Contaminant exposure framework—Havasupai perspective
Carletta Tilousi, Jo Ellen Hinck
2024, General Information Product 239
The conceptual risk framework, previously developed by the U.S. Geological Survey, for uranium mining was updated to include indigenous knowledge components informed by the Havasupai Tribe perspective. This General Information Product was designed to show the contaminant exposure framework from the Havasupai perspective....
Paleoproterozoic reworking of Archean crust and extreme back-arc metamorphism in the enigmatic southern Trans-Hudson orogen
Ian William Hillenbrand, Amy K. Gilmer, Michael L. Williams, Amanda (Kate) Souders, Michael J. Jercinovic, Heather A. Lowers, Jorge A. Vazquez
2024, Geophysical Research Letters (51)
The crustal evolution of the southernmost ∼2000–1800 Ma Trans-Hudson orogen (THO) is enigmatic due to burial by Phanerozoic sediments. We provide new insights through petrochronologic analysis of a paragneiss drill core sample. Detrital zircon age peaks at 2625, 2340, and 1880 Ma and Hf isotopes suggest Paleoproterozoic arc development...
Monitoring polar ice change in the twilight zone
Theodore A. Scambos, Christopher Shuman, Mark Fahnestock, Tasha Snow, Christopher J. Crawford
2024, Eos, American Geophysical Union
Landsat’s new extended data collection program is mapping Arctic and Antarctic regions year-round, even in polar twilight....
How quickly do oil and gas wells “Water Out”? Quantifying and contrasting water production trends
Seth S. Haines, Brian A. Varela, Marilyn Tennyson, Nicholas J. Gianoutsos
2024, Natural Resources Research
Water production from petroleum (oil and natural gas) wells is a topic of increasing environmental and economic importance, yet quantification efforts have been limited to date, and patterns between and within petroleum plays are largely unscrutinized. Additionally, classification of reservoirs as “unconventional” (also known as “continuous”)...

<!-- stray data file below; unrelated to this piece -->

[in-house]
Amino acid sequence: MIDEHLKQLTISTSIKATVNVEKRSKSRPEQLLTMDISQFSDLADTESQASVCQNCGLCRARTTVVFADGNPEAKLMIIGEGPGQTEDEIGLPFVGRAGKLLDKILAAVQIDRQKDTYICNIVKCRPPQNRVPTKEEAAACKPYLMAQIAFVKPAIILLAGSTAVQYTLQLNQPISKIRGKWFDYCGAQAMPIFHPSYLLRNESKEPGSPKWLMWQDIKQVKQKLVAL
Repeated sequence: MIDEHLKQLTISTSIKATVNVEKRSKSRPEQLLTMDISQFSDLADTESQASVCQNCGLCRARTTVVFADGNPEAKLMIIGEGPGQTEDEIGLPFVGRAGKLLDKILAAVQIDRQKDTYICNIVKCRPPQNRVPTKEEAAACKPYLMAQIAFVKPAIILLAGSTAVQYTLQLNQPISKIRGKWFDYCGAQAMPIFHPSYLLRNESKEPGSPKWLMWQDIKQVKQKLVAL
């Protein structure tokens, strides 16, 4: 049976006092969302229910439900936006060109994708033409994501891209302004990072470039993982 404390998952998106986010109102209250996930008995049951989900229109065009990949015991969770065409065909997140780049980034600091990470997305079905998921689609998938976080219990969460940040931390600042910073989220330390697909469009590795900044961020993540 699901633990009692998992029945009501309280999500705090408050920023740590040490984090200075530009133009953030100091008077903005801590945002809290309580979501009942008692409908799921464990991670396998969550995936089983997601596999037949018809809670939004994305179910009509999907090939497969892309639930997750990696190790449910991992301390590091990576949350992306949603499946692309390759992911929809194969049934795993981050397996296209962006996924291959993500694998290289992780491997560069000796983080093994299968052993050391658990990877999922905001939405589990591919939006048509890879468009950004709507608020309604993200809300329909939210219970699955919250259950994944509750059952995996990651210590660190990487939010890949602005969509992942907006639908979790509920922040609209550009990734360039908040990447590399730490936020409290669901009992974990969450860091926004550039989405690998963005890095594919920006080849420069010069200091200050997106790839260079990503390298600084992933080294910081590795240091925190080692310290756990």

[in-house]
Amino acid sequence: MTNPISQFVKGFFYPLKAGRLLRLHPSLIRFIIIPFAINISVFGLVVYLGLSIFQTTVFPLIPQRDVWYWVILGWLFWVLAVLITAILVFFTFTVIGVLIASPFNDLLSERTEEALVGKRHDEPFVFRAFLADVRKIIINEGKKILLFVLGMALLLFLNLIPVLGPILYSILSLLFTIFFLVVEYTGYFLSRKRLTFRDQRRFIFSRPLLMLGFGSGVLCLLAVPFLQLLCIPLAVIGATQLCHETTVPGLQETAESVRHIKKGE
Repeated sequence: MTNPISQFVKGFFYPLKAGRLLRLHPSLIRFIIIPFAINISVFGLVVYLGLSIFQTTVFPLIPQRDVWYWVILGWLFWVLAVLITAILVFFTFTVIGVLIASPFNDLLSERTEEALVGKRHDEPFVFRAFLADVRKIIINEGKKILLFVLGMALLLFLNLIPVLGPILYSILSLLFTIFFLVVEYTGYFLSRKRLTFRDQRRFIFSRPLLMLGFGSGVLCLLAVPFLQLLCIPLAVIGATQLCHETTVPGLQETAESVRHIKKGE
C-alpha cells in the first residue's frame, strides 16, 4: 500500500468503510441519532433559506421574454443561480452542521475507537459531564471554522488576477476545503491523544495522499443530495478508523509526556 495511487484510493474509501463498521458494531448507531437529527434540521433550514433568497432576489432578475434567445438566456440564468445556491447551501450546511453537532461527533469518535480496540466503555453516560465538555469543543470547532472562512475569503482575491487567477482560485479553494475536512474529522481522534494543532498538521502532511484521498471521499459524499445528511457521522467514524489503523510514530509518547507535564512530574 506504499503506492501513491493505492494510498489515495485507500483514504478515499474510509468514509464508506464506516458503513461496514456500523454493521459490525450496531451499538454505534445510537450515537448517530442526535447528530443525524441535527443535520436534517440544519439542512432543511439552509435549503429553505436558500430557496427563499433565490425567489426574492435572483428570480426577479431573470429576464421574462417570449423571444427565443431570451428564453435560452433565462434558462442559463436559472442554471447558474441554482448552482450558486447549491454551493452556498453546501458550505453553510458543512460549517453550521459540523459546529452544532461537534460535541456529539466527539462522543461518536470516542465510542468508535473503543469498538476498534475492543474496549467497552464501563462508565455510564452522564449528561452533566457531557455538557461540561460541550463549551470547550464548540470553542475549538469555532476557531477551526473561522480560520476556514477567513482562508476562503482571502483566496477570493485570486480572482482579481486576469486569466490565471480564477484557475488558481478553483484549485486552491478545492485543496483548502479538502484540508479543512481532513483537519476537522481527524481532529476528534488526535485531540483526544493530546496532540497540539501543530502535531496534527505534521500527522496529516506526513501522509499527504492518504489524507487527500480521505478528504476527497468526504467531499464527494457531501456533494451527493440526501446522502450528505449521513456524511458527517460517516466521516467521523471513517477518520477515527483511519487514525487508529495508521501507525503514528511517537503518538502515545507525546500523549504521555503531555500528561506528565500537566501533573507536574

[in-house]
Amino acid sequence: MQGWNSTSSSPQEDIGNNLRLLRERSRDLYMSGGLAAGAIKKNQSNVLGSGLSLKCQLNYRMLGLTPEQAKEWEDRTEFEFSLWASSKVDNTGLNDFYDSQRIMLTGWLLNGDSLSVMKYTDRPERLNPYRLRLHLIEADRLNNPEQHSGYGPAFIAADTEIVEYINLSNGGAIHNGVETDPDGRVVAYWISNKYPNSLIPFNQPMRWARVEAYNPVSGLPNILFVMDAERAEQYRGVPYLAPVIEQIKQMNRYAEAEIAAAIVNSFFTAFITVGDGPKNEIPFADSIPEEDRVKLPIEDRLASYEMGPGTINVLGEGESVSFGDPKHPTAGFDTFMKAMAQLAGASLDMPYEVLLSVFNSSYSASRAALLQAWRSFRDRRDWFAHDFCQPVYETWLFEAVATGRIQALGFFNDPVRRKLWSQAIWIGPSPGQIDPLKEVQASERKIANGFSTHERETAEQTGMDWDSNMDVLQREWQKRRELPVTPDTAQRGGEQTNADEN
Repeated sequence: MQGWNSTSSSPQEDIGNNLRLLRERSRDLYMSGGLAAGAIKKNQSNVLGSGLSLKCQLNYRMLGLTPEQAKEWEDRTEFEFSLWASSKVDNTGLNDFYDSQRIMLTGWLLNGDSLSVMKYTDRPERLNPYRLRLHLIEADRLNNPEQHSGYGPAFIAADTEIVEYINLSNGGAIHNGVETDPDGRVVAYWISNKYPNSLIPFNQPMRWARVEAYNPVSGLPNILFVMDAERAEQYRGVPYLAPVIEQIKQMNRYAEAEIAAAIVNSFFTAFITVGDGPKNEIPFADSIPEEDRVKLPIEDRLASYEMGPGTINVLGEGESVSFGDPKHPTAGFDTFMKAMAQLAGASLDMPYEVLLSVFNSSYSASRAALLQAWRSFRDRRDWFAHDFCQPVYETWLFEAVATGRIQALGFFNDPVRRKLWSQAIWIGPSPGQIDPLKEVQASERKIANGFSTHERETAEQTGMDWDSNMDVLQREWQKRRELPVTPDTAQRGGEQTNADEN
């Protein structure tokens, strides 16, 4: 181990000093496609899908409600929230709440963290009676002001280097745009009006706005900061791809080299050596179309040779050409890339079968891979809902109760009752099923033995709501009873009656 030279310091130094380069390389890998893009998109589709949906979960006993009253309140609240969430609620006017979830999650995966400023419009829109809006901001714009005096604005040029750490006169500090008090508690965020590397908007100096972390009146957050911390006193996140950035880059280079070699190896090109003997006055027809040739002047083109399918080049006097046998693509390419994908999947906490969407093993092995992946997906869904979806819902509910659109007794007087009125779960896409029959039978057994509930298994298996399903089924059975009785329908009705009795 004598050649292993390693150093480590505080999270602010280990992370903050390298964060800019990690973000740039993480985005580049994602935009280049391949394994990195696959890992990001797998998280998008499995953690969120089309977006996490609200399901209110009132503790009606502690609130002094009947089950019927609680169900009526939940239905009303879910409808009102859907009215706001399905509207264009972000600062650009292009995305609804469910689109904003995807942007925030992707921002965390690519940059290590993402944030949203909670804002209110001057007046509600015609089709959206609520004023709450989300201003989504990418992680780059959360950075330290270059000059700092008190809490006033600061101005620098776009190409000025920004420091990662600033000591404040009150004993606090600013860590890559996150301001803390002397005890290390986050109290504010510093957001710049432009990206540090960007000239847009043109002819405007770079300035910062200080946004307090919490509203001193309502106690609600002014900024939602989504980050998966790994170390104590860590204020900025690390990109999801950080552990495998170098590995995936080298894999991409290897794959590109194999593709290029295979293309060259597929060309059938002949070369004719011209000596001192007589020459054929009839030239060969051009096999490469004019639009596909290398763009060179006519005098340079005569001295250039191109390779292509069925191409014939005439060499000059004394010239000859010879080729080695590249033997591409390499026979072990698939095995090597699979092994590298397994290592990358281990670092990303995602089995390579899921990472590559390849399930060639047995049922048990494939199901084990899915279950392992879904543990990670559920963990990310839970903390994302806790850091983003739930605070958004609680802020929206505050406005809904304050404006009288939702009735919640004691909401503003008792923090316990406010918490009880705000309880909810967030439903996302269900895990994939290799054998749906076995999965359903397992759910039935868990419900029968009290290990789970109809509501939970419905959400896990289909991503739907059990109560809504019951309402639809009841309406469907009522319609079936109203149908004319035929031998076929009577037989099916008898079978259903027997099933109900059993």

Comparison of longitudinal stream temperature profiles and significant thermal features from airborne thermal infrared and float surveys of the Skykomish, Snoqualmie, and Middle Fork Snoqualmie Rivers, King and Snohomish Counties, Washington, summer 2020 and 2021
Daniel E. Restivo, Mousa Diabat, Chris Miwa, Valerie A.L. Bright
2024, Scientific Investigations Report 2023-5146
Summer water temperatures in the Skykomish, Snoqualmie, and Middle Fork Snoqualmie Rivers in western Washington have in recent decades exceeded the water temperature criteria for aquatic life uses set by the Washington Department of Ecology. This temperature increase is of particular concern because these rivers provide critical habitat for several...
Lava flow impacts on the built environment: Insights from a new global dataset
Elinor S. Meredith, Susanna F. Jenkins, Josh L. Hayes, David Lallemand, Natalia Irma Deligne, Natalie Teng Rui Xue
2024, Journal of Applied Volcanology (13)
The recent destruction of thousands of homes by lava flows from La Palma volcano, Canary Islands, and Nyiragongo volcano, Democratic Republic of Congo, serves as a reminder of the devastating impact that lava flows can have on communities living in volcanically active regions. Damage to buildings...
Videographic monitoring at caves to estimate population size of the endangered yǻyaguak (Mariana swiftlet) on Guam
P. Marcos Gorresen, Paul M. Cryan, Megan Parker, Frank Alig, Melia Gail Nafus, Eben H. Paxton
2024, Endangered Species Research (53) 139-149
The yǻyaguak (Mariana swiftlet; Aerodramus bartschi) is an endangered cave-nesting species historically found on Guam and the southern Mariana Islands, Micronesia. The population on Guam has been severely affected by the introduction of the brown treesnake Boiga irregularis. Population status assessments have, however, been challenging due to the limitations of traditional...
Monitoring of wave, current, and sediment dynamics along the Fog Point Living Shoreline, Glenn Martin National Wildlife Refuge, Maryland
H. Wang, Q. Chen, W.D. Capurso, N. Wang, L.M. Niemoczynski, M. Whitbeck, L. Zhu, G.A. Snedden, C.A. Wilson, M.S. Brownley
2024, Open-File Report 2024-1004
Living shorelines with salt marsh species, rock breakwaters, and sand nourishment were built along the coastal areas in the Glenn Martin National Wildlife Refuge, Maryland, in 2016 in response to Hurricane Sandy (2012). The Fog Point living shoreline at Glenn Martin National Wildlife Refuge was designed with the “headland -...
Deformation-induced graphitization and muscovite recrystallization in a ductile fault zone
Martha (Rebecca) Stokes, Aaron M. Jubb, Ryan J. McAleer, David Bish, Robert Wintsch
2024, Journal of Metamorphic Geology